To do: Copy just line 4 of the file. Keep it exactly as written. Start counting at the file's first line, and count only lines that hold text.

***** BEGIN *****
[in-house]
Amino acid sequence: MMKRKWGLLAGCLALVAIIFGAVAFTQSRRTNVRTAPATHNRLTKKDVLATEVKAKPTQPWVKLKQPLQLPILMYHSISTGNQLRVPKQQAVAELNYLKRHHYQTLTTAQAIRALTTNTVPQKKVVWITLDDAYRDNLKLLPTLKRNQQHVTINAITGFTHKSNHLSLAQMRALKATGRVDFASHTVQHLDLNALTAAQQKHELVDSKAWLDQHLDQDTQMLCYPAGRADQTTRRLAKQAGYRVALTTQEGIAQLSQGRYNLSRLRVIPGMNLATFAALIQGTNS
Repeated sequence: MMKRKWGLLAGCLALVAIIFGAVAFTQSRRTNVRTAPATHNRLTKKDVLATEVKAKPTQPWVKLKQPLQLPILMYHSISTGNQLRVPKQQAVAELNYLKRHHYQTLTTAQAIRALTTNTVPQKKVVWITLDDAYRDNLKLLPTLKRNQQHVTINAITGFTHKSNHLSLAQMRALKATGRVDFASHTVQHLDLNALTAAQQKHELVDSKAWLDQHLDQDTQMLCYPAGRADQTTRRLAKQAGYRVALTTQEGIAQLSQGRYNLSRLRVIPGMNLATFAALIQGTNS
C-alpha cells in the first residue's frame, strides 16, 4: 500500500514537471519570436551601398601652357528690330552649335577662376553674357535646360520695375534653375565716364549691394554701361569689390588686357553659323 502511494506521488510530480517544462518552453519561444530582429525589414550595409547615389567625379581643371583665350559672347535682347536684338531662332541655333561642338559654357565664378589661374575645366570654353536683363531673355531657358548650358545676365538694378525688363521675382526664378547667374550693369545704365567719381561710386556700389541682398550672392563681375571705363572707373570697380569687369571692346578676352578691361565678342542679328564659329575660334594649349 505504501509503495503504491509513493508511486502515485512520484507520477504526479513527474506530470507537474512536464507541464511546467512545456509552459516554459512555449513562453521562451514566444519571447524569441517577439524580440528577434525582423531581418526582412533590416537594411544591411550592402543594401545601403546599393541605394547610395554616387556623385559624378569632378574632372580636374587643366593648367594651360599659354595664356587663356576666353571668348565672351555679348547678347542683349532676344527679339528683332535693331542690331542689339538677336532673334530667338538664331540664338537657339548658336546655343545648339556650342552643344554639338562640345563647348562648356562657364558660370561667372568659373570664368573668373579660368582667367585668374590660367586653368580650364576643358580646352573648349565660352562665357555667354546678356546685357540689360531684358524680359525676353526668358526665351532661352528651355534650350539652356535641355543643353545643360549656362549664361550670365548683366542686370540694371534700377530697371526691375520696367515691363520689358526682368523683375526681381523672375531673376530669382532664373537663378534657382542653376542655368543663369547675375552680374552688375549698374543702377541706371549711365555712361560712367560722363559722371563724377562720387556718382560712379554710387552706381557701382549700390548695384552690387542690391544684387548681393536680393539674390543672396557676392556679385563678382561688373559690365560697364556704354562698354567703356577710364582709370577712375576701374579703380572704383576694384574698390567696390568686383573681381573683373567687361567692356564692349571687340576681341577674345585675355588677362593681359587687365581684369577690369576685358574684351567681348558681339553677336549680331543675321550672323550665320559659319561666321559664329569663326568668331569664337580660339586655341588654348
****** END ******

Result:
C-alpha cells in the first residue's frame, strides 16, 4: 500500500514537471519570436551601398601652357528690330552649335577662376553674357535646360520695375534653375565716364549691394554701361569689390588686357553659323 502511494506521488510530480517544462518552453519561444530582429525589414550595409547615389567625379581643371583665350559672347535682347536684338531662332541655333561642338559654357565664378589661374575645366570654353536683363531673355531657358548650358545676365538694378525688363521675382526664378547667374550693369545704365567719381561710386556700389541682398550672392563681375571705363572707373570697380569687369571692346578676352578691361565678342542679328564659329575660334594649349 505504501509503495503504491509513493508511486502515485512520484507520477504526479513527474506530470507537474512536464507541464511546467512545456509552459516554459512555449513562453521562451514566444519571447524569441517577439524580440528577434525582423531581418526582412533590416537594411544591411550592402543594401545601403546599393541605394547610395554616387556623385559624378569632378574632372580636374587643366593648367594651360599659354595664356587663356576666353571668348565672351555679348547678347542683349532676344527679339528683332535693331542690331542689339538677336532673334530667338538664331540664338537657339548658336546655343545648339556650342552643344554639338562640345563647348562648356562657364558660370561667372568659373570664368573668373579660368582667367585668374590660367586653368580650364576643358580646352573648349565660352562665357555667354546678356546685357540689360531684358524680359525676353526668358526665351532661352528651355534650350539652356535641355543643353545643360549656362549664361550670365548683366542686370540694371534700377530697371526691375520696367515691363520689358526682368523683375526681381523672375531673376530669382532664373537663378534657382542653376542655368543663369547675375552680374552688375549698374543702377541706371549711365555712361560712367560722363559722371563724377562720387556718382560712379554710387552706381557701382549700390548695384552690387542690391544684387548681393536680393539674390543672396557676392556679385563678382561688373559690365560697364556704354562698354567703356577710364582709370577712375576701374579703380572704383576694384574698390567696390568686383573681381573683373567687361567692356564692349571687340576681341577674345585675355588677362593681359587687365581684369577690369576685358574684351567681348558681339553677336549680331543675321550672323550665320559659319561666321559664329569663326568668331569664337580660339586655341588654348